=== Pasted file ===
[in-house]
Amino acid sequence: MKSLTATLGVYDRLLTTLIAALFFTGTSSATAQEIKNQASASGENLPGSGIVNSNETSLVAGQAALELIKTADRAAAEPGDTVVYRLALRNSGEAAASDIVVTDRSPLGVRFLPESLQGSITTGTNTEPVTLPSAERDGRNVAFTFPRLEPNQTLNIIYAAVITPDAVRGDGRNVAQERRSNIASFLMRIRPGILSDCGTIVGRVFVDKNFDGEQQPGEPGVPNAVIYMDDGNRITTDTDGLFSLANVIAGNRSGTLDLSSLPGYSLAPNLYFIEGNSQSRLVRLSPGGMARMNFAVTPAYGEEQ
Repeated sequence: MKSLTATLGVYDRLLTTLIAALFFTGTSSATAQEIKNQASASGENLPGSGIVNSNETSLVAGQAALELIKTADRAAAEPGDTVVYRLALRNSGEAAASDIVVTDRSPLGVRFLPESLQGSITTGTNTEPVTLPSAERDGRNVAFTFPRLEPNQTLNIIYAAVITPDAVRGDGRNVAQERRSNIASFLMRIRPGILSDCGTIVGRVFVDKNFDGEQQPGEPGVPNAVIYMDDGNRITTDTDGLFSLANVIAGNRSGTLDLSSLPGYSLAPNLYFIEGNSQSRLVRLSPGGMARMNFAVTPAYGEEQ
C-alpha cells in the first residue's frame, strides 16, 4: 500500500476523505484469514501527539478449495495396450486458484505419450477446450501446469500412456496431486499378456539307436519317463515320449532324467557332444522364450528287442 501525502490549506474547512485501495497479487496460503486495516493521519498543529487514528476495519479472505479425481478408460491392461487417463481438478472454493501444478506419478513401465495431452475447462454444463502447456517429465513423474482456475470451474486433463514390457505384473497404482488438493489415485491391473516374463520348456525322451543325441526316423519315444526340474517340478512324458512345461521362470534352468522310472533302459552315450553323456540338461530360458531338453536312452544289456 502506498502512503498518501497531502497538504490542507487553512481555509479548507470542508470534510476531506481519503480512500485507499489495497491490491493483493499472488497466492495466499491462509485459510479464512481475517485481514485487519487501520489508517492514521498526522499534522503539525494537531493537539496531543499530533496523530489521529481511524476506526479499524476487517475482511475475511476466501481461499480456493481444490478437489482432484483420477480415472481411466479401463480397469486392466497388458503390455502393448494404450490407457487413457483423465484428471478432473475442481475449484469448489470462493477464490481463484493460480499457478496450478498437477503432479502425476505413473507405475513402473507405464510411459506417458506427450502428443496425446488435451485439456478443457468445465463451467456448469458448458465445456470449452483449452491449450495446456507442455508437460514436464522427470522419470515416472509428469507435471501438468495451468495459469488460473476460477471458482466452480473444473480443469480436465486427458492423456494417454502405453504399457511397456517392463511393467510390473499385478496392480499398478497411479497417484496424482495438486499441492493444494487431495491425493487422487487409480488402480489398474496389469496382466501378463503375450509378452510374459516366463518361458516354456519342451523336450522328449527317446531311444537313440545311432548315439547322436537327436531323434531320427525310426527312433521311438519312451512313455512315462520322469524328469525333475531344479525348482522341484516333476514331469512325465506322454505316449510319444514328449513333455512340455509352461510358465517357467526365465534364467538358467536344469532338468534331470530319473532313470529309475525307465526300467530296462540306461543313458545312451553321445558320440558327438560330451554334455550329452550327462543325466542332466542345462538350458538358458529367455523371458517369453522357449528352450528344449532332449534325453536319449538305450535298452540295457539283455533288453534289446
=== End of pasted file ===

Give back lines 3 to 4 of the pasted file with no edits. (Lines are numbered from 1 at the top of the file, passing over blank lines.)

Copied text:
Repeated sequence: MKSLTATLGVYDRLLTTLIAALFFTGTSSATAQEIKNQASASGENLPGSGIVNSNETSLVAGQAALELIKTADRAAAEPGDTVVYRLALRNSGEAAASDIVVTDRSPLGVRFLPESLQGSITTGTNTEPVTLPSAERDGRNVAFTFPRLEPNQTLNIIYAAVITPDAVRGDGRNVAQERRSNIASFLMRIRPGILSDCGTIVGRVFVDKNFDGEQQPGEPGVPNAVIYMDDGNRITTDTDGLFSLANVIAGNRSGTLDLSSLPGYSLAPNLYFIEGNSQSRLVRLSPGGMARMNFAVTPAYGEEQ
C-alpha cells in the first residue's frame, strides 16, 4: 500500500476523505484469514501527539478449495495396450486458484505419450477446450501446469500412456496431486499378456539307436519317463515320449532324467557332444522364450528287442 501525502490549506474547512485501495497479487496460503486495516493521519498543529487514528476495519479472505479425481478408460491392461487417463481438478472454493501444478506419478513401465495431452475447462454444463502447456517429465513423474482456475470451474486433463514390457505384473497404482488438493489415485491391473516374463520348456525322451543325441526316423519315444526340474517340478512324458512345461521362470534352468522310472533302459552315450553323456540338461530360458531338453536312452544289456 502506498502512503498518501497531502497538504490542507487553512481555509479548507470542508470534510476531506481519503480512500485507499489495497491490491493483493499472488497466492495466499491462509485459510479464512481475517485481514485487519487501520489508517492514521498526522499534522503539525494537531493537539496531543499530533496523530489521529481511524476506526479499524476487517475482511475475511476466501481461499480456493481444490478437489482432484483420477480415472481411466479401463480397469486392466497388458503390455502393448494404450490407457487413457483423465484428471478432473475442481475449484469448489470462493477464490481463484493460480499457478496450478498437477503432479502425476505413473507405475513402473507405464510411459506417458506427450502428443496425446488435451485439456478443457468445465463451467456448469458448458465445456470449452483449452491449450495446456507442455508437460514436464522427470522419470515416472509428469507435471501438468495451468495459469488460473476460477471458482466452480473444473480443469480436465486427458492423456494417454502405453504399457511397456517392463511393467510390473499385478496392480499398478497411479497417484496424482495438486499441492493444494487431495491425493487422487487409480488402480489398474496389469496382466501378463503375450509378452510374459516366463518361458516354456519342451523336450522328449527317446531311444537313440545311432548315439547322436537327436531323434531320427525310426527312433521311438519312451512313455512315462520322469524328469525333475531344479525348482522341484516333476514331469512325465506322454505316449510319444514328449513333455512340455509352461510358465517357467526365465534364467538358467536344469532338468534331470530319473532313470529309475525307465526300467530296462540306461543313458545312451553321445558320440558327438560330451554334455550329452550327462543325466542332466542345462538350458538358458529367455523371458517369453522357449528352450528344449532332449534325453536319449538305450535298452540295457539283455533288453534289446